Friday, January 28, 2000
Bruce DeMara and Rebecca Bragg
Police union slammed by council
True Blue campaign makes them see red
Toronto City Council last night unanimously condemned the Toronto Police Association's fundraising campaign as an affront to democracy.
In a rare show of solidarity, councillors put aside their political differences to brand the Operation True Blue campaign as nothing more than harassment and intimidation of the part of the police union.
Today the Police Services Board is to hold an emergency meeting to decide whether to seek an injunction to stop the campaign.
Fearing that police surveillance of councillors may have already gone too far, council also moved that the city's corporate services department be asked to hire a security company to search out and neutralize listening devices, if any, planted in the offices of councillors.
After the council vote, police association president Craig Bromell said the union campaign would continue.
"Our position hasn't changed," he said, adding he had yet to talk to Mayor Mel Lastman or police chair Norm Gardner about the development at council yesterday.
After the meeting, both Lastman and Gardner said that, if necessary, they would have no qualms about asking the public not to donate money to the campaign.
Unless it is a positive campaign, I won't have anything to do with it, and what they're doing is negative," said Lastman, adding that 400 calls on the issue had been logged so far in his office all against the campaign.
Angry calls hit city hall
Gardner said that while points of view for and against the action had been accorded equal weight on talk shows this week, "The calls I'm getting are 99 per cent against."
Councillors also took a overwhelmingly negative view of Bromell's fundraising initiative and most were careful to draw a distinction between the union's stance and that of rank-and-file police officers.
Lastman, the last speaker in a three-hour debate, told council he was very concerned about people saying "the police" when they are referring to the union.
Gardner (North York Centre), chair of the police services board made the same point, saying, "The majority of police officers are not supportive of the True Blue campaign. In fact, many are embarrassed by it."
Said Anne Johnston (North Toronto): "It's my impression that you can't negotiate with a bully."
She moved the issue be debated after council had convened to discuss this year's capital budget.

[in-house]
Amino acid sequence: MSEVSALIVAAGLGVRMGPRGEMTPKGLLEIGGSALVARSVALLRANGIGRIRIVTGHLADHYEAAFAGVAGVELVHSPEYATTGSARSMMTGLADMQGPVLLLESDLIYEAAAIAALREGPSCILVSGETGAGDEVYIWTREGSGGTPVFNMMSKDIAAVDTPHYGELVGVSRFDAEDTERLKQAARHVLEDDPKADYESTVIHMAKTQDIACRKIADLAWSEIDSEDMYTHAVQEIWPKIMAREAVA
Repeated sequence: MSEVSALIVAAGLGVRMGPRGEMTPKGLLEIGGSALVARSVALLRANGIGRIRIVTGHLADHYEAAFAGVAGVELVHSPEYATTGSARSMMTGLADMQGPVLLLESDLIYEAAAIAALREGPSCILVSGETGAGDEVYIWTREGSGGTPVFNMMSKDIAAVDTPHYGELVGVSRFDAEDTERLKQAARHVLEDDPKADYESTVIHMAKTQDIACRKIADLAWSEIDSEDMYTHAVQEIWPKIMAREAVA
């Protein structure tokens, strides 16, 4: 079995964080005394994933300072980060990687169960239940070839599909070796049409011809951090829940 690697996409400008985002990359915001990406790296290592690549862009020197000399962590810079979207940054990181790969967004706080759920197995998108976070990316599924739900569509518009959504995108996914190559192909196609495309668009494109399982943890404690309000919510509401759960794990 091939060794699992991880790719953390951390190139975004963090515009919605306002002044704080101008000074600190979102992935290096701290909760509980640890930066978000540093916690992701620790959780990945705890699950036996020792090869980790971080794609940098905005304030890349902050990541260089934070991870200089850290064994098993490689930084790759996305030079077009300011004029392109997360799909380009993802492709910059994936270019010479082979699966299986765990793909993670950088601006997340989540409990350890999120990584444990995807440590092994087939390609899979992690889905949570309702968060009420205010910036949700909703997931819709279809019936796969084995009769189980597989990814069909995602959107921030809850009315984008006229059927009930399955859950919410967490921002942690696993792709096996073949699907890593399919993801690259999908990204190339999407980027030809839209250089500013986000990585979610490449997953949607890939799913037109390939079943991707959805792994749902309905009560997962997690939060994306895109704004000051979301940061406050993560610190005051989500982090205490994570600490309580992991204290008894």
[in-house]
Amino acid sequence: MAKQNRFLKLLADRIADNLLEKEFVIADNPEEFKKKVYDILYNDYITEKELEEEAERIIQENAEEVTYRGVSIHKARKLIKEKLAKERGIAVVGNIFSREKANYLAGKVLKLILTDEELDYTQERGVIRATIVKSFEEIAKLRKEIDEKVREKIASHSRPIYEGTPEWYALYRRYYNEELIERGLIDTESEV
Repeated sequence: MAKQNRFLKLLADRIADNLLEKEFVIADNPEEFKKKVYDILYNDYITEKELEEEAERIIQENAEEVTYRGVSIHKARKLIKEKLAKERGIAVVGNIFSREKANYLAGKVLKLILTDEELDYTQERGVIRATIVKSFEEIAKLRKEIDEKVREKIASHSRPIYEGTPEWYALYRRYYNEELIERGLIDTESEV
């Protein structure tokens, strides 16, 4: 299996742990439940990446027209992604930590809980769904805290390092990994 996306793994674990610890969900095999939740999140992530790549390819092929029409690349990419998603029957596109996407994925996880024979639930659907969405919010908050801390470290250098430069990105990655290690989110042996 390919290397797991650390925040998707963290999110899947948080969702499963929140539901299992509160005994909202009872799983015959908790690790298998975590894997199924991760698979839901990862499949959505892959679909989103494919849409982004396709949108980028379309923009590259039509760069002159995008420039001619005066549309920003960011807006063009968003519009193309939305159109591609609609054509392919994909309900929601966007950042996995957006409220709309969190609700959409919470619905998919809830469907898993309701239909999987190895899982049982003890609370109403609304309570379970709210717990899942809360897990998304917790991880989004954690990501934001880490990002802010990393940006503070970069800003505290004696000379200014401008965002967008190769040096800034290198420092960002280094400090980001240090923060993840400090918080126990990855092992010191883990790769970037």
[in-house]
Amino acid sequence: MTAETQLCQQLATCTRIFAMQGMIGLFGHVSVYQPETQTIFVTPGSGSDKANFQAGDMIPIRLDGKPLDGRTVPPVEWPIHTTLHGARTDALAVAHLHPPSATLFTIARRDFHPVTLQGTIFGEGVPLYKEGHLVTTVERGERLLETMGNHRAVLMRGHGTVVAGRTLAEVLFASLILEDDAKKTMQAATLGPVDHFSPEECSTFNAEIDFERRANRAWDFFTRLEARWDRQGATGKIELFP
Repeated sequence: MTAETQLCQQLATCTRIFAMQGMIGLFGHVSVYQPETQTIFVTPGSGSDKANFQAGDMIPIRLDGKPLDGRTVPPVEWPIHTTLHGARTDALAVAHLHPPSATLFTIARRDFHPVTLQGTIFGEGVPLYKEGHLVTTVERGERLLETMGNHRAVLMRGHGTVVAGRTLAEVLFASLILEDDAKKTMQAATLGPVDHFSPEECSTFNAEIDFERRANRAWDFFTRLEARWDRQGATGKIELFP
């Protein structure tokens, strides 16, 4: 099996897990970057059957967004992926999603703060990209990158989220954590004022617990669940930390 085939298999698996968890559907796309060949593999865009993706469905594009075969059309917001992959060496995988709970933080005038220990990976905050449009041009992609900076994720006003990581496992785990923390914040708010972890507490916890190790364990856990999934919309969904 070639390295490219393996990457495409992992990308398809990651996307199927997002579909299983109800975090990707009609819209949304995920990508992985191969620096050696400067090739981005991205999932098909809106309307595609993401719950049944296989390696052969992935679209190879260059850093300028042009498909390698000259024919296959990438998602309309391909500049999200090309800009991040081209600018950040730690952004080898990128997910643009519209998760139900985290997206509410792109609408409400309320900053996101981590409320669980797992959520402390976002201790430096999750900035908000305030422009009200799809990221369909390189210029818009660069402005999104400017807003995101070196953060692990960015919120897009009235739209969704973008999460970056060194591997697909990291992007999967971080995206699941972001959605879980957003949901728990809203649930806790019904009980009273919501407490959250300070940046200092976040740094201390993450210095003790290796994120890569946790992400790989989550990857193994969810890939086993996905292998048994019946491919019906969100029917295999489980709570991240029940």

Like other councillors, Johnston said her office had been flooded with calls from constituents worried that they might be inviting police harassment they didn't donate to the campaign.
"The people of Toronto are begging us as a group to stand up and be counted on this issue," she said.
David Miller (High Park) said that because the telemarketing campaign had been especially active in his ward, he also received "incredible" numbers of calls from the public.
"Every single one of those phone calls has said, "This is wrong. I'm scared," Miller continued. "If I say no, are they keeping me on a list somewhere as somebody who doesn't support police?"
Howard Moscoe (North York Centre) called the campaign "unquestionable fascist," a view shared by Ila Bossons (Midtown), who said "the disgraceful mess reminds me of 1932."
So far, however, legal opinions on whether the union is or isn't within its rights to pursue such a campaign have varied.
According to city solicitor Ossie Doyle's interpretation of the Police Services Act, the union may raise funds for only a limited range of causes.
"I think they've crossed the line, yes," he said.
But Lastman agreed that Doyle's might not be the only legal interpretation possible. "We (the city) have a legal opinion that our chances of winning are great but so do they," he told reporters.
"I don't think Bromell just lies down and dies. This guy is persistent, stubborn and doesn't mind being called a bully."
At Queen's Park, solicitor General David Tsubouchi said he will not interfer in a "local labour issue."
He said it is up to the Toronto Police Services Board to do something about the fundraising campaign.
Attorney-General Jim Flaherty said he was concerned that donors might be given the impression they will be given preferential treatment by police.
"I am always concerned about one law for all. that's one of the fundamentals of the rule of law," Flaherty said.
|Toronto Police clippings|
Created: October 8, 2000
Last modified: October 8, 2000
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